George School answered with a pin at 170 lbs., but would score no more meet points that day. After the Cougars’ Mehdi Bennani rolled up five points with a takedown and a near-fall, SCH sophomore Grant Dalsemer got on the board with an escape. Bennani promptly engineered another takedown and this time got a pin with 19 seconds to go in the opening stanza.
SCH sophomore Michael Spirito, who had performed well as a freshman last season, made short work of the Cougars’ Jermaine Doris, leveling him and completing a pin with one minute and 20 seconds elapsed. As it turned out, this individual win at 182 lbs. clinched the meet victory for the Blue Devils. The actual score was 36-21 with three matches to go, but with George School indicating it intended to forfeit one of those contests, the host team essentially had a 42-21 advantage. Even if they pulled the maximum of 12 points out of the other two matches, the Cougars would end up with no more than 33 points on the day.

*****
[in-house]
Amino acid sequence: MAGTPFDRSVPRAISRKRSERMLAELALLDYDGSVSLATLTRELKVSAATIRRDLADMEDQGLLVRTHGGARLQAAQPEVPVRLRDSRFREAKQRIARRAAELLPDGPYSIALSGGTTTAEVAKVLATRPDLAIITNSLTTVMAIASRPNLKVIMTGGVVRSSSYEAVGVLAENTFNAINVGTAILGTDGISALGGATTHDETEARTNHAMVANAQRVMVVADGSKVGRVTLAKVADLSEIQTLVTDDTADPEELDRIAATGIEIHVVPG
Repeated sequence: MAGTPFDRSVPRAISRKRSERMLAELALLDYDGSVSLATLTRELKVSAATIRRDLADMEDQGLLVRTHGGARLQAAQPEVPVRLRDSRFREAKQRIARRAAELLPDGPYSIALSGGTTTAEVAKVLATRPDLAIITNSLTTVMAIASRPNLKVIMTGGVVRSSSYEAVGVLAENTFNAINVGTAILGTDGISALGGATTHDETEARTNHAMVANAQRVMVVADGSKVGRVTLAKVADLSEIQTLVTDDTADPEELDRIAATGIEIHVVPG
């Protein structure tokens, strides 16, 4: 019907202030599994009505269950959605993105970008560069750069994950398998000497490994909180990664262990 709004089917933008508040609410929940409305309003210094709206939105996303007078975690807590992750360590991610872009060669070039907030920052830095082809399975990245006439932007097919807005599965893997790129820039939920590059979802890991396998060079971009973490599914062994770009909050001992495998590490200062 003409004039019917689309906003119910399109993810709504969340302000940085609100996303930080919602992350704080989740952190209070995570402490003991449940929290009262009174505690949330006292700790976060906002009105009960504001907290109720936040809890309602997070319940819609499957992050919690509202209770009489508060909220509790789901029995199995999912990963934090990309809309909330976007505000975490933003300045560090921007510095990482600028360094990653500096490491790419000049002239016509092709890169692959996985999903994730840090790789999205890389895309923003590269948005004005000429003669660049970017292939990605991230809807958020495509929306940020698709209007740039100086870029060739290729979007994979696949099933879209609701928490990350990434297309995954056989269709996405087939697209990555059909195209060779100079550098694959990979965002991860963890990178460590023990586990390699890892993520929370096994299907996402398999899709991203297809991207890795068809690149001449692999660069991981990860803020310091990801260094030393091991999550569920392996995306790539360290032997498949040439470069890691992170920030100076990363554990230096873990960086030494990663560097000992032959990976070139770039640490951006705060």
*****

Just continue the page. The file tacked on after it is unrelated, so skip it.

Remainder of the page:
It never even got that close, as SCH swept up all of the 18 points left on the table. Ninth-grader Sean Edling came through for the Blue Devils at 195 lbs., pinning Hoang Nguyen with 17 seconds left in round one. At 225 lbs., George School wanted no parts of SCH senior Desmond Johnson, an outstanding fifth-year varsity wrestler who will continue his career at the University of Pennsylvania.
The Cougars’ forfeit here spread the overall score to 48-21, and Springside Chestnut Hill would pocket the last six points with a pin at 285 lbs. After George School’s Vincent Liu recorded a takedown and SCH freshman Sean McCann escaped, the first period ended at 2-1. The heavyweights were on their feet for the beginning of the second round, and McCann turned a takedown directly into a pin with 57 seconds elapsed.
In the past, the Blue Devils have lost meets against George School and other rivals largely because they left so many weight classes empty. If SCH can fill most of those gaps this year, they may be able to reverse the outcome of a number of close dual meets from previous seasons.